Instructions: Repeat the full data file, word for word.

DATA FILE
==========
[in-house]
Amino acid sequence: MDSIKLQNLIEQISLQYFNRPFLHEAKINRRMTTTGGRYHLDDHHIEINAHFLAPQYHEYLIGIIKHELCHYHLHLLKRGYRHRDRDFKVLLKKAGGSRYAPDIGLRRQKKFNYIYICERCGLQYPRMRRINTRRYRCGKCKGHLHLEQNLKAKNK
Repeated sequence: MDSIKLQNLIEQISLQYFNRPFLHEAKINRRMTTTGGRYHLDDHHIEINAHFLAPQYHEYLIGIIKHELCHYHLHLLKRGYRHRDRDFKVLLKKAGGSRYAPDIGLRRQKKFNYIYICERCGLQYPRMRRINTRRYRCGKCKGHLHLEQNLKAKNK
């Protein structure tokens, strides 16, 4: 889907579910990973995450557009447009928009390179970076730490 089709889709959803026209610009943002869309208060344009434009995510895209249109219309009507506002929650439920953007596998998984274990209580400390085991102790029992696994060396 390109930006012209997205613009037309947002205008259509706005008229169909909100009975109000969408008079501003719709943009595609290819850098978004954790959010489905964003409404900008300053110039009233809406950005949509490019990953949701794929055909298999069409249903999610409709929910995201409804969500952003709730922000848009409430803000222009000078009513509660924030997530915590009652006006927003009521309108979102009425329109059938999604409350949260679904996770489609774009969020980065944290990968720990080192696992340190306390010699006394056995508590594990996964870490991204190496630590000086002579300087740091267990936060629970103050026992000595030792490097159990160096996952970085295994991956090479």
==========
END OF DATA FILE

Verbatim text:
[in-house]
Amino acid sequence: MDSIKLQNLIEQISLQYFNRPFLHEAKINRRMTTTGGRYHLDDHHIEINAHFLAPQYHEYLIGIIKHELCHYHLHLLKRGYRHRDRDFKVLLKKAGGSRYAPDIGLRRQKKFNYIYICERCGLQYPRMRRINTRRYRCGKCKGHLHLEQNLKAKNK
Repeated sequence: MDSIKLQNLIEQISLQYFNRPFLHEAKINRRMTTTGGRYHLDDHHIEINAHFLAPQYHEYLIGIIKHELCHYHLHLLKRGYRHRDRDFKVLLKKAGGSRYAPDIGLRRQKKFNYIYICERCGLQYPRMRRINTRRYRCGKCKGHLHLEQNLKAKNK
């Protein structure tokens, strides 16, 4: 889907579910990973995450557009447009928009390179970076730490 089709889709959803026209610009943002869309208060344009434009995510895209249109219309009507506002929650439920953007596998998984274990209580400390085991102790029992696994060396 390109930006012209997205613009037309947002205008259509706005008229169909909100009975109000969408008079501003719709943009595609290819850098978004954790959010489905964003409404900008300053110039009233809406950005949509490019990953949701794929055909298999069409249903999610409709929910995201409804969500952003709730922000848009409430803000222009000078009513509660924030997530915590009652006006927003009521309108979102009425329109059938999604409350949260679904996770489609774009969020980065944290990968720990080192696992340190306390010699006394056995508590594990996964870490991204190496630590000086002579300087740091267990936060629970103050026992000595030792490097159990160096996952970085295994991956090479």